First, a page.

Mail Metro sales chief: Brexit ‘definitely having an effect on adspend’

Mail Metro sales chief: Brexit ‘definitely having an effect on adspend’
The Media Leader Interview

Mail Metro Media’s chief revenue officer divulges how he hopes to transform his commercial team for a new era and why advertisers aren’t ultimately concerned with the Mail‘s controversial coverage.

The publishing industry is in a continued state of transition. After making the leap from print to digital, outlets are now needing to ensure they are not outflanked by new, non-text-based mediums for content delivery.

Such concerns are front of mind for all publishers, even the most commercially successful. In recent days, Mail Metro Media, the commercial arm of the Mail and Metro, has lost business not to rival publishers, not to social media companies, but to a podcast.

“What it said to me is that we need to up our game,” Dominic Williams, chief revenue officer at Mail Metro Media, confides to The Media Leader in the Mail’s temporary offices in Kensington amid a conversation on how the publisher is working to adapt and innovate its content and advertising offerings.

“I want to be known for video,” says Williams. “I want to be known for podcasts.”

Earlier this month, the company hired Guy Edmunds, a respected ad sales careerist who had previously spent 20 years at The Guardian, to lead in a newly-created role as media director of video & podcast. Edmunds, it seems, already has his hands full.

Williams instructs that podcasts should no longer be considered a commercial add-on to a broader sales package, but something to lead a pitch on. Comparing the post-pandemic boom in audio and podcasting at news outlets — which has led to the likes of The New York Times launching its own audio-only app — to the shift from print to digital, Williams says, “I remember, on the buy side when I was at [Dentsu] Aegis, we used to think you could have digital for free. You’ve got to pay for your TV spots, your print advertising, your radio and out-of-home and cinema, but have digital for free. And now, digital is 90% of ad revenue.”

Podcasts and video may just be the next digital, according to Williams.

‘We have to be more commercial than ever before’

The shift in focus to address and expand into audio-visual content is part of a broader recognition that digital media properties need to evolve — not just in their editorial strategy, but in their commercial strategy, too.

Adam Foley, the CEO of independent media agency Bountiful Cow and former director of advertising at The Guardian, told The Media Leader in May the “uncomfortable truth” about digital advertising formats is that they are not all that appealing to advertisers.

“Static display advertising is too small, too peripheral and too ignorable,” he said. “No one has ever had a favourite banner advert. Video doesn’t always suit a medium where eyes are moving quickly down the page. If they want advertisers to be part of their future, they are going to have to move beyond digital formats that are basically still iterations of something invented in 1994 and create something that does justice to the enormous potential they hold for brands.”

Williams believes Foley is “absolutely, 100% right,” and agrees the publisher needs to do things differently. As part of Mail Metro Media’s attempt to iterate on its ad inventory, it is launching a new in-app activation this month called an “App Splash”.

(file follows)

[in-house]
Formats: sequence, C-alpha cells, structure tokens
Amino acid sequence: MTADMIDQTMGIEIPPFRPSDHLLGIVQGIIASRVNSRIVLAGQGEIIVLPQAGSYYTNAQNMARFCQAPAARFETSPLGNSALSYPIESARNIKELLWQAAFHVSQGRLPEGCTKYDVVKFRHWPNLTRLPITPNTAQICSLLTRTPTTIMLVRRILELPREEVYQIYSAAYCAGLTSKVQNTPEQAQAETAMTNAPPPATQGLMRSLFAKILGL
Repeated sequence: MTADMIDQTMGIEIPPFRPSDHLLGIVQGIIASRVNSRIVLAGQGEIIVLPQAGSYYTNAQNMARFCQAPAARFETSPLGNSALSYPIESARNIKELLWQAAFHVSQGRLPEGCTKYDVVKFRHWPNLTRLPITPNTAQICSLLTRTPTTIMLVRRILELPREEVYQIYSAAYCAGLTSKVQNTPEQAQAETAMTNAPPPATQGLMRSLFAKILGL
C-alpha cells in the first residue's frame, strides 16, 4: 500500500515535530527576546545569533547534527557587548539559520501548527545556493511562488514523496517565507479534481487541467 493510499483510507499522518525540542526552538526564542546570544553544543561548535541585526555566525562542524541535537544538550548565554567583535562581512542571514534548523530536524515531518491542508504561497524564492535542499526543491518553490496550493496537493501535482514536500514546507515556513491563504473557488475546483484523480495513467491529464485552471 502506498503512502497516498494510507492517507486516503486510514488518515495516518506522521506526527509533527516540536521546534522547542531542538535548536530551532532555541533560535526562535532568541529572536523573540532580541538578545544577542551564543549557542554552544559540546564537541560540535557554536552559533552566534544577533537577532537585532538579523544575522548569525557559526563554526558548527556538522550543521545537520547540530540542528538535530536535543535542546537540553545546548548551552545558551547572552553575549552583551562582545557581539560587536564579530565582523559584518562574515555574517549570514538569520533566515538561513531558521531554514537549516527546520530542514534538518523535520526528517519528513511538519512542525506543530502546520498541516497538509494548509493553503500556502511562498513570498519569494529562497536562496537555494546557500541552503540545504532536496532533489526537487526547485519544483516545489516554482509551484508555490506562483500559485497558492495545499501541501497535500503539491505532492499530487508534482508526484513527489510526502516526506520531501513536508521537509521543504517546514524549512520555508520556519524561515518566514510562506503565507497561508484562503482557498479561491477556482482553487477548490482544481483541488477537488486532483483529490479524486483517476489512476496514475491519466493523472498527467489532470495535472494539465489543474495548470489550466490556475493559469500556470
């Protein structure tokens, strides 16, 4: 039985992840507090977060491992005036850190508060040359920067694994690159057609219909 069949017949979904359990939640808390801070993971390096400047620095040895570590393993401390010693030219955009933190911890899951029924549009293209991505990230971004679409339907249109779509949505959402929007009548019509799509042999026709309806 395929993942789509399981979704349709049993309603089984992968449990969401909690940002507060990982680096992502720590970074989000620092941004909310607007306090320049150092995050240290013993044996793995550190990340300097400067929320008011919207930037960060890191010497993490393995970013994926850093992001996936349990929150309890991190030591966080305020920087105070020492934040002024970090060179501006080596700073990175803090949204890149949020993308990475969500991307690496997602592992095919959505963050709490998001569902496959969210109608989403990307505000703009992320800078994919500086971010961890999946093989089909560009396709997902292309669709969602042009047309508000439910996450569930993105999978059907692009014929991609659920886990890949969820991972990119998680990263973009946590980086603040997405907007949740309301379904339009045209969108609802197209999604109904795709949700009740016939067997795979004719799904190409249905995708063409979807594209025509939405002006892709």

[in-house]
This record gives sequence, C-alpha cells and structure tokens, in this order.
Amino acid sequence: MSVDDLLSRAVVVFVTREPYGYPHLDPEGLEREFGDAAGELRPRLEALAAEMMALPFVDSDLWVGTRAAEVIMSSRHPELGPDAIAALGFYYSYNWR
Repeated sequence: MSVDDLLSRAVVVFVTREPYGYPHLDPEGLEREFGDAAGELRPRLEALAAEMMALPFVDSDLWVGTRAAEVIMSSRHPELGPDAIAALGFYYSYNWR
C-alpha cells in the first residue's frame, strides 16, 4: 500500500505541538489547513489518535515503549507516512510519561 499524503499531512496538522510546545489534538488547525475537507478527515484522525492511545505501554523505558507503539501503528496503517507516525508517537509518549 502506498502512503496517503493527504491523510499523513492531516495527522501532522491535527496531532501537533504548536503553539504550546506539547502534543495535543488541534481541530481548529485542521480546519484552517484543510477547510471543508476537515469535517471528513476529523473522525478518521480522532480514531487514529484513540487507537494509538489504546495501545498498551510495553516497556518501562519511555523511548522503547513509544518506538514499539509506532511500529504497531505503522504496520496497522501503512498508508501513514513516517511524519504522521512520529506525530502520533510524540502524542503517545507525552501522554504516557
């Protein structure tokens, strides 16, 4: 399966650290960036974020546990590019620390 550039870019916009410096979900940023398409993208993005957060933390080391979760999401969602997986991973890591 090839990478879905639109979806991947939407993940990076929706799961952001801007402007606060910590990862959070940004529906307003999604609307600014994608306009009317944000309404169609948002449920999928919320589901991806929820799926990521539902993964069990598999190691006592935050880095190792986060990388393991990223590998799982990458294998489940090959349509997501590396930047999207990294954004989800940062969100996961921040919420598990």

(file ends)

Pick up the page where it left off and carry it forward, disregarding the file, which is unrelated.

Demonstrating the new inventory to The Media Leader, Williams shows how when a user opens the MailOnline app, they will now be greeted with a three-second full-screen display ad as the app loads.

Williams adds that Metro’s March brand refresh was driven by the need to allow for more flexible ad inventory, and that the team will continue to look for unique ways to create more appealing formats for advertisers.

“We have to be more commercial than ever before,” he explains. “Because TikTok, Facebook, Snap, YouTube, are all over us. They’re all over everything. If we’re not commercial and creative and innovating and changing things and listening to the advertisers, we should give up. But we’re not going to give up.”

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That innovation includes an increased focus on data. Mail Metro Media has been going to market with the promise of improving effectiveness and efficiency of advertising through data science, and has retrained its commercial team over the past six years to focus on data, using it to inform recommendations on creative, use of the publisher’s channel mix, and sensitivity to timing.

“When I joined here six years ago, we had hardly anyone in data from a commercial point of view,” says Williams. “And now, I know what’s trending all the time. I will know what’s trending every single minute of the day.”

MailOnline is ‘addictive… really addictive’

News that has been trending about the publishing industry itself has been mostly negative through the first half of the year. Numerous publishers, including the Mail, have laid off staff in the past few months, and high profile moves such as the dissolution of BuzzFeed News and the bankruptcy of Vice Media have occurred amid a slowdown in the advertising market that has impacted the UK harshly.

Williams is kept up at night by the state of the market. “At the moment, it’s tough out there,” he says. “Really tough. We’ve had quite a tough time in the world. In the UK we had Brexit, and then we had the pandemic, and then we had Ukraine and cost-of-living. I mean, there are four big things there. And it has effected advertising budgets. Not just us, everyone.”

Williams is pushed to expand how Brexit has impacted business. “That is definitely having an effect on advertising spend, because of the UK economy,” he replies.

The Media Leader points out the irony in the chief revenue officer of Mail Metro Media, the commercial arm of tabloids that have continued to take a significantly pro-Brexit editorial stance, admitting that the decision to leave the EU has not just had a negative impact on the broader UK economy, but on Mail Metro Media specifically. According to a pre-referendum study by the University of Oxford and the Reuters Institute for the Study of Journalism, the Daily Mail published the most pro-Leave articles in the run-up to the referendum vote of any UK news outlet.